Jennings v. DayAnnotate this Case
MARY J. JENNINGS, Plaintiff and Respondent, v. CHARLES DAY, Appellant.
W. I. Gilbert for Appellant.
Paul H. Bruns for Respondent.
The plaintiff in this action sued for personal injuries sustained in an automobile collision and recovered judgment against the defendant Day alone, the court finding that the defendant Davidson had not been negligent. The defendant Day appeals from the judgment upon the ground that the evidence is insufficient to sustain a judgment against him and, also, that the judgment was the result of passion and prejudice predicated upon evidence relating to but not determinative of his liability.
The accident happened on Imperial highway near El Segundo. The highway extended in an easterly and westerly direction, Playa del Rey road intersecting it from the north [7 Cal. App. 2d 557] at a right angle. West of Playa del Rey road the highway turned to the south. This highway was just wide enough for two cars to pass and was on a descending grade from several hundred feet east of Playa del Rey road to and beyond the curve to the west. Plaintiff was traveling from east to west approaching Playa del Rey road at a speed of eighteen to twenty miles per hour. She saw the defendant Day's automobile coming toward her at what she estimated to be fifty miles per hour. When this car was about opposite or slightly east of Playa del Rey road and only a short distance from plaintiff's car, it suddenly stopped. The defendant Davidson was driving an automobile which was following that driven by the defendant Day, and when the latter stopped, in order to avoid a collision with this machine Davidson drove his automobile around it but into the path of the one driven by the plaintiff, which he had not seen approaching. The impact was between the plaintiff's car and that driven by the defendant Davidson, there being no collision between the automobile driven by the defendant Day and any other car. The negligence charged against the defendant Day is that he brought his car to a sudden stop without giving any signal.
 The first point made by the appellant is that the evidence is insufficient to justify the finding that the defendant Davidson was not negligent. Appellant admits that if the court found that Davidson was guilty of negligence this would not excuse Day. He contends, however, that the trial court obviously ignored the evidence and found Day solely liable for the accident and that appellant was, therefore, not afforded a fair and impartial trial. Appellant cannot complain of the action of the trial court in finding that Davidson was not negligent. There is no right of contribution between two joint tort-feasors, and respondent is the only party aggrieved by the finding of the trial court. (Forsythe v. Los Angeles Ry. Co., 149 Cal. 569 [87 P. 24].) The fact that the court found in favor of defendant Davidson does not indicate that Day did not have a fair trial.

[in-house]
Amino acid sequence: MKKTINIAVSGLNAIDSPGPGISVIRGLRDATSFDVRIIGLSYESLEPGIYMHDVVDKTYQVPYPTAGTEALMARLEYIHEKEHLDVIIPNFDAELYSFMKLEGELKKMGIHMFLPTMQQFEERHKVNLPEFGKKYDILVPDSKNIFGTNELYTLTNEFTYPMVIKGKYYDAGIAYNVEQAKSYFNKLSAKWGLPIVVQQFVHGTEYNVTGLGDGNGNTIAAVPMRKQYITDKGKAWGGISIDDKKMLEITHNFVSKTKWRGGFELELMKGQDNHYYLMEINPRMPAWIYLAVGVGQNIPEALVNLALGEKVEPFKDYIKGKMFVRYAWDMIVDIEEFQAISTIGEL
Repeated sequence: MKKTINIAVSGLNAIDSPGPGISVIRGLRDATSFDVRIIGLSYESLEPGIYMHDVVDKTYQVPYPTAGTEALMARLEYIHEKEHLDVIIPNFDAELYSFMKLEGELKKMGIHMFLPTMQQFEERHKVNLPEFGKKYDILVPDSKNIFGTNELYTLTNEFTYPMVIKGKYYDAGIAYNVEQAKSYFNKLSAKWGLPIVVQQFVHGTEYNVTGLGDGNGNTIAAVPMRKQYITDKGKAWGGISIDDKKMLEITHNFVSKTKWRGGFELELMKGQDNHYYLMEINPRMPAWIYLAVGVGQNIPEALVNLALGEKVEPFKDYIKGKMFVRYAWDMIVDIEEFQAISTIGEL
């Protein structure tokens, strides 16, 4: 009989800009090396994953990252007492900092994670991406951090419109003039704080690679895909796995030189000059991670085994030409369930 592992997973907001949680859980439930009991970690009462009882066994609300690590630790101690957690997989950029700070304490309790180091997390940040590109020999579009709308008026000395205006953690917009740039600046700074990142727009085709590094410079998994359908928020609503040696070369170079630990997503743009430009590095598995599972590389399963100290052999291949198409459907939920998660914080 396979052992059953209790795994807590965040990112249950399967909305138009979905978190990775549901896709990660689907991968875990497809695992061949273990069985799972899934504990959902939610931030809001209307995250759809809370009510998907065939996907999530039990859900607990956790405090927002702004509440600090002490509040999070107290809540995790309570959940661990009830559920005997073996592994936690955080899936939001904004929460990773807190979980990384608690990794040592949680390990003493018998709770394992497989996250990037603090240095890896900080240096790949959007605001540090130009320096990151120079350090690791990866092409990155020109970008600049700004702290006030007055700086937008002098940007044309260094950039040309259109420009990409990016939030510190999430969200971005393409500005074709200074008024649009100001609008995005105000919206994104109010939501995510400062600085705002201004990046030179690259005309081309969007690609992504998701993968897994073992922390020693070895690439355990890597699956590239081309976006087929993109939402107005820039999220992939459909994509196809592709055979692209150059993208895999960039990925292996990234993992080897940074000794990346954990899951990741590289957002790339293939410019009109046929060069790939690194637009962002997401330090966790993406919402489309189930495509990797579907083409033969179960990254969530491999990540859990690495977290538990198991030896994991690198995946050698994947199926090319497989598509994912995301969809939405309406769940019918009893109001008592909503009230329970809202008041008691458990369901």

Appellant next challenges the finding of the trial court that plaintiff was not negligent upon the ground that the evidence shows that she was operating her car at a speed in excess of that fixed by section 113 of the California Vehicle Act. (Deering's Gen. Laws, 1931 ed., Act 5128.)  A [7 Cal. App. 2d 558] defendant pleading the defense of contributory negligence has the burden of proving not only that plaintiff was negligent, but also that such negligence was a proximate cause of the injuries complained of. Whether or not a negligent act was a proximate cause of injury is usually a question of fact to be determined by the court or jury from the evidence.  Assuming that the plaintiff in this case was negligent in driving her car at a speed in excess of that fixed by statute, it does not follow as a matter of law that she would have escaped injury had she been traveling at a lesser speed. (Gett v. Pacific G. & E. Co., 192 Cal. 621 [221 P. 376].) The finding of the trial court "that the plaintiff was not in any manner or at all contributorily negligent in connection with the said collision of automobiles" is not contrary to the evidence, for it would be a proper finding if the court determined that the plaintiff was guilty of negligence which did not proximately contribute to the happening of the accident. The further finding that no act of the plaintiff did "contribute to or cause, either directly or indirectly, the said collision" is also to be considered in this connection.
 The final point made by the appellant is that the evidence establishes that the decision of the trial court was the result of passion and prejudice. As supporting this contention, appellant asserts that certain evidence moved and influenced the trial court to find that he was negligent. If an appellate court were ever justified in considering such a point, it would only be where it was made in the court below on motion for a new trial, supported by affidavits showing specific facts evidencing the improper action of the trial judge. Nothing but the finding against the appellant and in favor of his codefendant is offered to support the charge that a fair trial was not had. On the other hand there is sufficient evidence to support the finding of the trial court against the appellant, and if there is any foundation for the criticism of the trial judge's findings, it has not been shown here.
The judgment is affirmed.